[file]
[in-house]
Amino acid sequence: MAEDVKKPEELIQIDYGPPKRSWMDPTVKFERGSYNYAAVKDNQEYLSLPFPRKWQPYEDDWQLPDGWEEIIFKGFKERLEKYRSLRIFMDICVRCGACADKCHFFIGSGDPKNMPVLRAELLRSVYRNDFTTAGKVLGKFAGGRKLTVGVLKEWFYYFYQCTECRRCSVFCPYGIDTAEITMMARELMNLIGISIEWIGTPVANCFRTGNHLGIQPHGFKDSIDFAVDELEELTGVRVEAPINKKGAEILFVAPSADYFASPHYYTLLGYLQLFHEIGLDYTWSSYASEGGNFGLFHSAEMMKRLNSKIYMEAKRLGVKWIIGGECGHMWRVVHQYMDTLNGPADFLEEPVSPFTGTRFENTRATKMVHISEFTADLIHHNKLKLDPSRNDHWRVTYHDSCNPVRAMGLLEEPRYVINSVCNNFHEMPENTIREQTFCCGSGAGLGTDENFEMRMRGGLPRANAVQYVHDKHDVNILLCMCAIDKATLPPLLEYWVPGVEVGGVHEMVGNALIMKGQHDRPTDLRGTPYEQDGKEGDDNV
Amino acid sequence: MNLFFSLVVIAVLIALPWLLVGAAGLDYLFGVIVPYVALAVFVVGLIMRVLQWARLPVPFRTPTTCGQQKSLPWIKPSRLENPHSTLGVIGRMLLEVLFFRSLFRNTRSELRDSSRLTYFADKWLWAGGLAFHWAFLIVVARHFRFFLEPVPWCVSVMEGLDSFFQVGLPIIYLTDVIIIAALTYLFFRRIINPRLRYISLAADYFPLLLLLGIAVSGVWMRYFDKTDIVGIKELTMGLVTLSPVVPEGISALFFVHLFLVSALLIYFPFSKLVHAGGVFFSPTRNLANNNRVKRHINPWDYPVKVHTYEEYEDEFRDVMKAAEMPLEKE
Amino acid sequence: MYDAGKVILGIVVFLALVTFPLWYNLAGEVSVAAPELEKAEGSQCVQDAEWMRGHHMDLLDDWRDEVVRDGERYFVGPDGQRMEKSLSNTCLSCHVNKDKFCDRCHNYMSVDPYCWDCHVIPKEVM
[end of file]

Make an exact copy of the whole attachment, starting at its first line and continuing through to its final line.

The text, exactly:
[in-house]
Amino acid sequence: MAEDVKKPEELIQIDYGPPKRSWMDPTVKFERGSYNYAAVKDNQEYLSLPFPRKWQPYEDDWQLPDGWEEIIFKGFKERLEKYRSLRIFMDICVRCGACADKCHFFIGSGDPKNMPVLRAELLRSVYRNDFTTAGKVLGKFAGGRKLTVGVLKEWFYYFYQCTECRRCSVFCPYGIDTAEITMMARELMNLIGISIEWIGTPVANCFRTGNHLGIQPHGFKDSIDFAVDELEELTGVRVEAPINKKGAEILFVAPSADYFASPHYYTLLGYLQLFHEIGLDYTWSSYASEGGNFGLFHSAEMMKRLNSKIYMEAKRLGVKWIIGGECGHMWRVVHQYMDTLNGPADFLEEPVSPFTGTRFENTRATKMVHISEFTADLIHHNKLKLDPSRNDHWRVTYHDSCNPVRAMGLLEEPRYVINSVCNNFHEMPENTIREQTFCCGSGAGLGTDENFEMRMRGGLPRANAVQYVHDKHDVNILLCMCAIDKATLPPLLEYWVPGVEVGGVHEMVGNALIMKGQHDRPTDLRGTPYEQDGKEGDDNV
Amino acid sequence: MNLFFSLVVIAVLIALPWLLVGAAGLDYLFGVIVPYVALAVFVVGLIMRVLQWARLPVPFRTPTTCGQQKSLPWIKPSRLENPHSTLGVIGRMLLEVLFFRSLFRNTRSELRDSSRLTYFADKWLWAGGLAFHWAFLIVVARHFRFFLEPVPWCVSVMEGLDSFFQVGLPIIYLTDVIIIAALTYLFFRRIINPRLRYISLAADYFPLLLLLGIAVSGVWMRYFDKTDIVGIKELTMGLVTLSPVVPEGISALFFVHLFLVSALLIYFPFSKLVHAGGVFFSPTRNLANNNRVKRHINPWDYPVKVHTYEEYEDEFRDVMKAAEMPLEKE
Amino acid sequence: MYDAGKVILGIVVFLALVTFPLWYNLAGEVSVAAPELEKAEGSQCVQDAEWMRGHHMDLLDDWRDEVVRDGERYFVGPDGQRMEKSLSNTCLSCHVNKDKFCDRCHNYMSVDPYCWDCHVIPKEVM